• Butterfly of Doom: Discussed, and thanks to careful planning it's mostly Averted. Mission Control has built a powerful simulator that can predict the effects of changes made in the past, and any major actions taken by the time-travel trio are run by Mission Control to make sure there won't be any unintended consequences. Stealing a sweet 1920's hot rod for a few hours? Mission Control's records show that the owner is working the night shift at the nearby hotel, he won't miss it. Murdering a petty criminal means his sickly little sister will die too? No worries, in the original timeline she's dead within 3 years — not enough time for a little girl to make a serious impact on the future. Got into a fender bender AND a shoot-out with some other motorists, and worried that the cops are gonna be called? According to an old survey mission control just happened to have on hand, the only other drivers who use that road are rum runners: no chance that they'll involve the law!
  • The Cameo: David Cronenberg as embittered physicist Benjamin Rourke.
  • Cyanide Pill: Lyndsay brings enough back in time for the whole team. This is part of the "Zero Footprint Policy" for time travel; she'd rather they die than irreparably alter the future by remaining in the past. (This seems rather short sighted of her; the present is already dealing with the effects of New York City being destroyed by a nuclear bomb and the immediate surrounding covered in fallout, it's not as if the three of them could do much worse.)
  • Deadline News: The fate of the news crew reporting on the "abandoned van" in the opening scene, which turned out to contain a nuclear bomb. A massive chunk of New York gets taken out in the explosion, and the news crew was close enough to see the police cordon around the bomb. Needless to say, they were incinerated in the bomb's initial blast.
    Reporter: The mayor's office is remaining silent on the matter, only to say that the truck was found abandoned in midtown, and that the bomb squad has been deployed.
  • The End... Or Is It?: Overlaps with Sequel Hook: Pentagon Liaison John Malcolm waits in the portal room, calmly smoking a cigar as the time window suddenly flickers back online. While the swirling mass of temporal energy stabilizes, he dons a heavy parka and stuffs a loaded gun into his pocket. The window reveals a snowy forest landscape, and Malcolm disappears through the window into the past. Back at the post-mission celebration, Sean notices that the daylight outside the facility is rapidly fading to an eerie, night-like darkness — Smash to Black.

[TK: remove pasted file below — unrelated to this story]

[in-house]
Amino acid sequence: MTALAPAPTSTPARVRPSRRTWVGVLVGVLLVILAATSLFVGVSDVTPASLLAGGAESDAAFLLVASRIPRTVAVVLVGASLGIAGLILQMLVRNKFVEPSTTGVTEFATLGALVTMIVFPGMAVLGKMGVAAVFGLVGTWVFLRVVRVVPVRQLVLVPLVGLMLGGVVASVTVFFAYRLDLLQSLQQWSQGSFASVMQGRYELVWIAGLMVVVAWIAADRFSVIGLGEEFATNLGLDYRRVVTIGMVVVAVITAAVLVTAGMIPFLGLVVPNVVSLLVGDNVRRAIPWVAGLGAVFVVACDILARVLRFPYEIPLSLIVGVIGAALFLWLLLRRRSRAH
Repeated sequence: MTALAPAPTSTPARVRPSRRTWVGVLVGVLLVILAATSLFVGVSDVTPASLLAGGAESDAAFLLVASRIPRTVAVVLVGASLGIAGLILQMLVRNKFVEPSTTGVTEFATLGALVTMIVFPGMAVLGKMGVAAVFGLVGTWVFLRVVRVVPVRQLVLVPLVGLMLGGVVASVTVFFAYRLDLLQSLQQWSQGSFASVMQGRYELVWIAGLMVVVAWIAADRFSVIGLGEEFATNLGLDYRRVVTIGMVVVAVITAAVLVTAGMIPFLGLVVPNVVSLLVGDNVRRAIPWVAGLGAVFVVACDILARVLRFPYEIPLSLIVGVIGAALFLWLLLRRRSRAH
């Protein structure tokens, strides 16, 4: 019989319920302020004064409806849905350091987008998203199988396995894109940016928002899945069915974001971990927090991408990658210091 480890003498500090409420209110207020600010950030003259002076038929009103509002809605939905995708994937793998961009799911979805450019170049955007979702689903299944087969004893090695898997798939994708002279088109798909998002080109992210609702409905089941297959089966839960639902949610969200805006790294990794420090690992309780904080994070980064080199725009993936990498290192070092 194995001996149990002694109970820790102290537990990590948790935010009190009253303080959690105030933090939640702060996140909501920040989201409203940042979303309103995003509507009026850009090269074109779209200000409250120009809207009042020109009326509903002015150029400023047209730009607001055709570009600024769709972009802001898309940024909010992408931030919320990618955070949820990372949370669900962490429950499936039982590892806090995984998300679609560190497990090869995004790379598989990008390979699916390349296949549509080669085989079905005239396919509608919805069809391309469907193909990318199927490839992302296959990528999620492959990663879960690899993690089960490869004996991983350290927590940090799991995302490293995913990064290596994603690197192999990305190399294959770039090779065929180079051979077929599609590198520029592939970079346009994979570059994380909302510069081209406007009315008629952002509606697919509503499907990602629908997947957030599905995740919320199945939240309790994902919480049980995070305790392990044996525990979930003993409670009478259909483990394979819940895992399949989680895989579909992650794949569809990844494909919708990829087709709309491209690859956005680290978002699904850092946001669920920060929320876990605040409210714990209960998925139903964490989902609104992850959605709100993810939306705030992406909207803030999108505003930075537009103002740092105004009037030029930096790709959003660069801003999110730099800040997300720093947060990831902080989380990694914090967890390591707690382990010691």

• Establishing Character Moment: For the minor characters at mission control at least:
    • Ellis is introduced listening to jazz on a record player and calmly repairing a bit of complex wiring in what looks like a server stack. He's old (and old fashioned) but he clearly knows his way around electronics.
    • Charlie is introduced complaining about Ellis (and calling him "NASA", his nickname) moving things around and making too much noise with his jazz. Viewers get the sense that Charlie is fussy, modern, and somewhat casual with his work acquaintances. He has enough clout that he expects things to be done his way and gets upset when they aren't.
    • Priya is introduced berating an underling for confusing "Prussia" and "Russia", then chastising Sean for messing with her $90,000.00 sample of refuse from aqueducts in Pompeii, circa AD 79... and then waxing poetic about the how garbage reveals the truth of history. She's controlling, but highly competent and professional. She's also passionate about her job.
  • Exact Time to Failure: A highly volatile time-window generated by largely untested technology is estimated to stay open for exactly 17 hours, because "the radiation levels said so." Everyone treats this estimate as a hard deadline: there's a countdown clock and everything. Even when the trio travels through the window and destabilizes it — forcing Ellis to recalculate the amount of time the window will remain open based on the ambient radiation levels emitted by the window — the new estimate is accurate to within seconds of the portal closing.
  • Hitler's Time Travel Exemption Act: A similar theory is given to deny the military men the idea of just taking out Benjamin Rourke before he’s even born, let alone becomes a threat, by killing his father in 1929: Rourke is a very important figure whose scientific contributions have benefited millions the world over. The changes to the timeline that would result from killing him off would be apocalyptic. The cliffhanger at the end makes clear that, somehow, Malcolm decided to disobey this and the heroes are left staring at a possible Time Crash.
  • The Lost Lenore: The film includes not one, but two women whose deaths motivate their husbands to get involved in time travel:
    • The Benjamin Rourke's wife, Sylvia — she was killed in a mugging-gone-wrong 37 years before the events of the film. Her death drives his research in the field of time travel, hoping that he'll discover a way to save her. His desperation to save her (and the sense that he's running out of time as he grows older) eventually causes him to plant the bomb in New York City that forces the government to make use of their secret time travel project.